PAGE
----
How Art Can Make You Happy

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Did you know there is an increasing amount of scientific evidence that proves art enhances brain function? Art therapy can be effective in helping kids deal with grief, trauma, anxiety, and depression. Art has an impact on brain wave patterns, emotions, the nervous system, and can actually raise serotonin levels. Art can change a person’s outlook and the way they experience the world. Exercising our creativity every day provides an outlet to everyday routines and helps us express emotions while boosting our happiness levels.

“Children will be better off in the long run if they’re allowed just to be in the moment and express themselves,” says Lisa Ecklund-Flores, cofounder and executive director of Church Street School for Music and Art, in New York City.

MEXICAN PAINTER FRIDA KAHLO PAINTING HER PLASTER CAST

Frida Kahlo painting her plaster body cast while recovering.

“I am not sick. I am broken. But I am happy as long as I can paint” – Frida Kahlo

Increases mindfulness – When we are creating art, we are engaged so fully that it shifts the focus on whatever is going on around us and it brings us into the present moment. It is difficult to dwell on other problems when we are immersed in creating artwork.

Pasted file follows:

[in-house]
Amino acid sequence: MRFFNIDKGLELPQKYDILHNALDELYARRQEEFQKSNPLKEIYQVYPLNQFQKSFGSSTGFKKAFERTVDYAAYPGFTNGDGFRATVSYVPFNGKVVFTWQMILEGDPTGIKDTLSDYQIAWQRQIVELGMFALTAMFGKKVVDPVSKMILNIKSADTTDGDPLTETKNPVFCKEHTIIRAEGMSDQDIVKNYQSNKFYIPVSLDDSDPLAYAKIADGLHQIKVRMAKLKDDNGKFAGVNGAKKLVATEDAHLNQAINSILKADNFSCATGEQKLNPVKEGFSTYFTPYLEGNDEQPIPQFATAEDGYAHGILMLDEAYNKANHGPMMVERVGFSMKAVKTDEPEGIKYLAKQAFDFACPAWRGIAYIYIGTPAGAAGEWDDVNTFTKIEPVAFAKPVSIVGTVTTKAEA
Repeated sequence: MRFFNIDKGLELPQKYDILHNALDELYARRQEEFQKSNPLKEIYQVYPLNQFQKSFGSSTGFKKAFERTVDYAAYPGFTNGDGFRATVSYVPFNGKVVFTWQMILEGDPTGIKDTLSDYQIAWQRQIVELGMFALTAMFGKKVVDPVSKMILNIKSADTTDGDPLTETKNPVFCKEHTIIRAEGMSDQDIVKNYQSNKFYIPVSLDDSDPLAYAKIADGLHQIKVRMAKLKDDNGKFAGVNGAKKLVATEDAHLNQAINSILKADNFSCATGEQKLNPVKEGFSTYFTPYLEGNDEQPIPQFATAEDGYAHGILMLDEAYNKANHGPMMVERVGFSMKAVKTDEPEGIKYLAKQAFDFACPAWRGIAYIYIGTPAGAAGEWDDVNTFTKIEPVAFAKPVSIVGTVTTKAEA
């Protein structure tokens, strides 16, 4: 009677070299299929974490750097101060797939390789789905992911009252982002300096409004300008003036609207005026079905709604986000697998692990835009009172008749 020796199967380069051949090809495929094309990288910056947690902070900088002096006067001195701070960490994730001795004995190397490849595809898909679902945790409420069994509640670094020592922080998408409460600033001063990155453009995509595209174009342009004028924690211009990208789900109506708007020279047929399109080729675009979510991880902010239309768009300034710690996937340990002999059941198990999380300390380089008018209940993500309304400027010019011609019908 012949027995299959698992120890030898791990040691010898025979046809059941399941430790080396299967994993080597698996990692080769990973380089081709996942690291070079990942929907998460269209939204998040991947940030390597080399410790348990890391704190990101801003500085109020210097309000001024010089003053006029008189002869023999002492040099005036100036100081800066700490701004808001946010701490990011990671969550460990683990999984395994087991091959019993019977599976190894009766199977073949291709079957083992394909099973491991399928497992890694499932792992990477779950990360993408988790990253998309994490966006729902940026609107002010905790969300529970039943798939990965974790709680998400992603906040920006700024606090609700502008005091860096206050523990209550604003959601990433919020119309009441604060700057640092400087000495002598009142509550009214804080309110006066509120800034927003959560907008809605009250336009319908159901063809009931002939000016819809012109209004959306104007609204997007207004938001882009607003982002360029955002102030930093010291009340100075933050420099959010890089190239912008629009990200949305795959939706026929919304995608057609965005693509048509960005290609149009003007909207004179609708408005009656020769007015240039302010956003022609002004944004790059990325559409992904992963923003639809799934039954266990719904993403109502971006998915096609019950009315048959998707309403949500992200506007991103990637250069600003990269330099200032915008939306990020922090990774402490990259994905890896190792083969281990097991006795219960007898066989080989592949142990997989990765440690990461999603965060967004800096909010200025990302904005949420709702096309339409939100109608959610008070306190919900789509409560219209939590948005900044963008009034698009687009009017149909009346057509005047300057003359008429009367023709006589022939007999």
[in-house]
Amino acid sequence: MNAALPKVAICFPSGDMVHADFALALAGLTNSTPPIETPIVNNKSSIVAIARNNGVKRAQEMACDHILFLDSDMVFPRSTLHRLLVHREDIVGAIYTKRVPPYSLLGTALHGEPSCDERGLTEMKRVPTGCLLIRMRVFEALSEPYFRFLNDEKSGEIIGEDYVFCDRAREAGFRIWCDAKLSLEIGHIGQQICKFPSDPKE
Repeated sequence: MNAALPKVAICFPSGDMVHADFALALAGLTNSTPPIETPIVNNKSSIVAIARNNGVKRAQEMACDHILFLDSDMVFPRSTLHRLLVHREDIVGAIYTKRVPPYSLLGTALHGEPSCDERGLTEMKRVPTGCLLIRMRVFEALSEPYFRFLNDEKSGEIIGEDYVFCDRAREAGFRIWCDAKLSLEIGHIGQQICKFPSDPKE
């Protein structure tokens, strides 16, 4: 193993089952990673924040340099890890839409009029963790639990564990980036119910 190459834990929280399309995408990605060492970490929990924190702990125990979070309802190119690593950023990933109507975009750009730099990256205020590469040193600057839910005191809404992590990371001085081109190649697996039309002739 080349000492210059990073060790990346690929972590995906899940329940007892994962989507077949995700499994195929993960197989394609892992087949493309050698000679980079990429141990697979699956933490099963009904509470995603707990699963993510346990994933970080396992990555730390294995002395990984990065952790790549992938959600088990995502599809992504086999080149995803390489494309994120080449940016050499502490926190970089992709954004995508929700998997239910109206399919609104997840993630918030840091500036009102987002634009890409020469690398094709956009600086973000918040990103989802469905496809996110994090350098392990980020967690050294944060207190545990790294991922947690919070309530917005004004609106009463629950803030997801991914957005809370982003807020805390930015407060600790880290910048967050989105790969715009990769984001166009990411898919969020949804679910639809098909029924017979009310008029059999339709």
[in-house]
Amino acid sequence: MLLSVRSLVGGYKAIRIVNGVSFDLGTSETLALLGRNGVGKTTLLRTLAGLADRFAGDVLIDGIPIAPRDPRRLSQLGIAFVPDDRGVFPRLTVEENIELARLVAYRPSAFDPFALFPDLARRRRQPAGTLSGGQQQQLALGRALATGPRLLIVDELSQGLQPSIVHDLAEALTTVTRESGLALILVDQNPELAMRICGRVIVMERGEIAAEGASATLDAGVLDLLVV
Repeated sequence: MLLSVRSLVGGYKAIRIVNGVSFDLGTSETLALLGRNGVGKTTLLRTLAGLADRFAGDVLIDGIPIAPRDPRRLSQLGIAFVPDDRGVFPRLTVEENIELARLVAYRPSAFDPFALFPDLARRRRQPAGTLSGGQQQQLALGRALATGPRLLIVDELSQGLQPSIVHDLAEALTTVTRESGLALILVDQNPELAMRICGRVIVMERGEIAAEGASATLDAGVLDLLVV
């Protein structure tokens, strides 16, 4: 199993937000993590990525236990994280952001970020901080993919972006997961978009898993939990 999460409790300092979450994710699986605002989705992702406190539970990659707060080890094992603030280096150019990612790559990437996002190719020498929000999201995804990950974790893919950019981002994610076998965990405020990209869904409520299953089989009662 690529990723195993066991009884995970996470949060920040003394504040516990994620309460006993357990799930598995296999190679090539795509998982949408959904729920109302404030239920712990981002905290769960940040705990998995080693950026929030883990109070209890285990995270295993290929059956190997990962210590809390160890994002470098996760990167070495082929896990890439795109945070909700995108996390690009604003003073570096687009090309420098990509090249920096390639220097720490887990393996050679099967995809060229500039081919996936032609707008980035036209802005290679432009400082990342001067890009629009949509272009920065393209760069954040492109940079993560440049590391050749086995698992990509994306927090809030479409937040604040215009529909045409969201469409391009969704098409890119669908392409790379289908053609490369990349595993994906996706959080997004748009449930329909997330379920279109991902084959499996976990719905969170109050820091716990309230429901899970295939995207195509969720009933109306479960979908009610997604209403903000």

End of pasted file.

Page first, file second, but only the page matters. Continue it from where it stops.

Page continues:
Reduces stress – Studies show that both creating and observing art can reduce cortisol*(the stress hormone). Doing something we love also releases endorphins which are the feel-good chemicals. Endorphins help combat stress and even reduce pain.

Builds self-esteem – I have met so many people that tell me they just “aren’t creative” or they don’t do it because they aren’t “any good” at it. Don’t let the fear of not being “good” stop you from creating. Creating artwork, no more how “good” or “bad” it is, has a tangible result. The more we engage in creating, the more improvement we see so it provides a sense of achievement.

Creates a healthy state of mind – Participants in a 2014 study** who produced art demonstrated ‘a significant improvement in psychological resilience’ as well as increased levels of “functional connectivity” in the parts of the brain responsible for introspection, self-monitoring, and memory.

By encouraging kids to create art at home, not only are we are fostering their creativity and self-expression, we are giving them another outlet to work through difficult times.

Not sure where to start with creating art at home? We have free lesson plans here to get help get you started.

*Normalisation of salivary cortisol levels and self-report stress by a brief lunchtime visit to an art gallery – Angela Clow with Cathrine Fredhoi, University of Westminster 2006. 

**How Art Changes Your Brain: Differential Effects of Visual Art Production and Cognitive Art Evaluation on Functional Brain Connectivity – Anne Bolwerk, Christian Maihofner, July 2014.

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